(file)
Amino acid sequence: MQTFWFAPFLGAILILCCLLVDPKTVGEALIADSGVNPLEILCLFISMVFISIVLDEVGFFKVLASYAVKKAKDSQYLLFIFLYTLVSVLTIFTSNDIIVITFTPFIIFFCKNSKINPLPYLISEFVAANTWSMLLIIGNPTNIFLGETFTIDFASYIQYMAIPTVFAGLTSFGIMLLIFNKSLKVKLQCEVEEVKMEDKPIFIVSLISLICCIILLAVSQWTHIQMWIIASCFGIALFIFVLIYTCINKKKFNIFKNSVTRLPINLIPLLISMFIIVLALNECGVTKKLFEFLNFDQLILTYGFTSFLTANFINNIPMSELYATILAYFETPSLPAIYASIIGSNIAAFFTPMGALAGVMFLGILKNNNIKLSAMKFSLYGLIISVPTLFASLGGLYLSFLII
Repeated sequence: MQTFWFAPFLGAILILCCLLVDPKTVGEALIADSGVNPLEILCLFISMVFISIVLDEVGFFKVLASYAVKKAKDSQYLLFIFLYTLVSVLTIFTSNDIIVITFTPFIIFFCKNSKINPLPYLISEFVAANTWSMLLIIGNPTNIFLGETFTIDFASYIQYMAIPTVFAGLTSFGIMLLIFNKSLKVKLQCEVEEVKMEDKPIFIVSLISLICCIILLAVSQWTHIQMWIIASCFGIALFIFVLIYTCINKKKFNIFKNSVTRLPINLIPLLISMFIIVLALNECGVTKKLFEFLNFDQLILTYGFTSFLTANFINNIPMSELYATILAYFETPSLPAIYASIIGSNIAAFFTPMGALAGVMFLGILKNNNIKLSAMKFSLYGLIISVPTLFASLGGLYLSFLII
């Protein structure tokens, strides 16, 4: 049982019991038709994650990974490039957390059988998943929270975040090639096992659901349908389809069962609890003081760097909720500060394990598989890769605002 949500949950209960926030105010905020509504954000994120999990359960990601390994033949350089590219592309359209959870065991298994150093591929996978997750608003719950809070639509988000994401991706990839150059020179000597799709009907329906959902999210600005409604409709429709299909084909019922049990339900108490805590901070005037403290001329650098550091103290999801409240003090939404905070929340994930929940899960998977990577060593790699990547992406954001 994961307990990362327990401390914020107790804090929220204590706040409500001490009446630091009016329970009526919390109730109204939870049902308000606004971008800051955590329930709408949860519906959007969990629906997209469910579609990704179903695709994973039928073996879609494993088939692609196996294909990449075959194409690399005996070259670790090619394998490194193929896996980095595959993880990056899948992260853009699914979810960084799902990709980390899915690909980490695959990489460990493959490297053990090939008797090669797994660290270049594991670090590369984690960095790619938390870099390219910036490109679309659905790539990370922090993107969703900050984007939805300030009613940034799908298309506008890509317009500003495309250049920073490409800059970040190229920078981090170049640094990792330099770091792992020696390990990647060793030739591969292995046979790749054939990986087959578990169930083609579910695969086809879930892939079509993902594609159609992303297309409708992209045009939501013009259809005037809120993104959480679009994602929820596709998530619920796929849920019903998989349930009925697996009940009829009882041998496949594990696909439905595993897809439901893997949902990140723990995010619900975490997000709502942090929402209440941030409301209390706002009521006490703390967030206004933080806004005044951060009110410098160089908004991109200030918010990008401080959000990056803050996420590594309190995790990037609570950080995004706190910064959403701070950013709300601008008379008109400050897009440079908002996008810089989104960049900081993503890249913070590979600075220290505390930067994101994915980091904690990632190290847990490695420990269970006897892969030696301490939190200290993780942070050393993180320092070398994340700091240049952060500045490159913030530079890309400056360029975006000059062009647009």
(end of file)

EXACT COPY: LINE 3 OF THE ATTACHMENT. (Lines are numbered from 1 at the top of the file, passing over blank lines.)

């Protein structure tokens, strides 16, 4: 049982019991038709994650990974490039957390059988998943929270975040090639096992659901349908389809069962609890003081760097909720500060394990598989890769605002 949500949950209960926030105010905020509504954000994120999990359960990601390994033949350089590219592309359209959870065991298994150093591929996978997750608003719950809070639509988000994401991706990839150059020179000597799709009907329906959902999210600005409604409709429709299909084909019922049990339900108490805590901070005037403290001329650098550091103290999801409240003090939404905070929340994930929940899960998977990577060593790699990547992406954001 994961307990990362327990401390914020107790804090929220204590706040409500001490009446630091009016329970009526919390109730109204939870049902308000606004971008800051955590329930709408949860519906959007969990629906997209469910579609990704179903695709994973039928073996879609494993088939692609196996294909990449075959194409690399005996070259670790090619394998490194193929896996980095595959993880990056899948992260853009699914979810960084799902990709980390899915690909980490695959990489460990493959490297053990090939008797090669797994660290270049594991670090590369984690960095790619938390870099390219910036490109679309659905790539990370922090993107969703900050984007939805300030009613940034799908298309506008890509317009500003495309250049920073490409800059970040190229920078981090170049640094990792330099770091792992020696390990990647060793030739591969292995046979790749054939990986087959578990169930083609579910695969086809879930892939079509993902594609159609992303297309409708992209045009939501013009259809005037809120993104959480679009994602929820596709998530619920796929849920019903998989349930009925697996009940009829009882041998496949594990696909439905595993897809439901893997949902990140723990995010619900975490997000709502942090929402209440941030409301209390706002009521006490703390967030206004933080806004005044951060009110410098160089908004991109200030918010990008401080959000990056803050996420590594309190995790990037609570950080995004706190910064959403701070950013709300601008008379008109400050897009440079908002996008810089989104960049900081993503890249913070590979600075220290505390930067994101994915980091904690990632190290847990490695420990269970006897892969030696301490939190200290993780942070050393993180320092070398994340700091240049952060500045490159913030530079890309400056360029975006000059062009647009």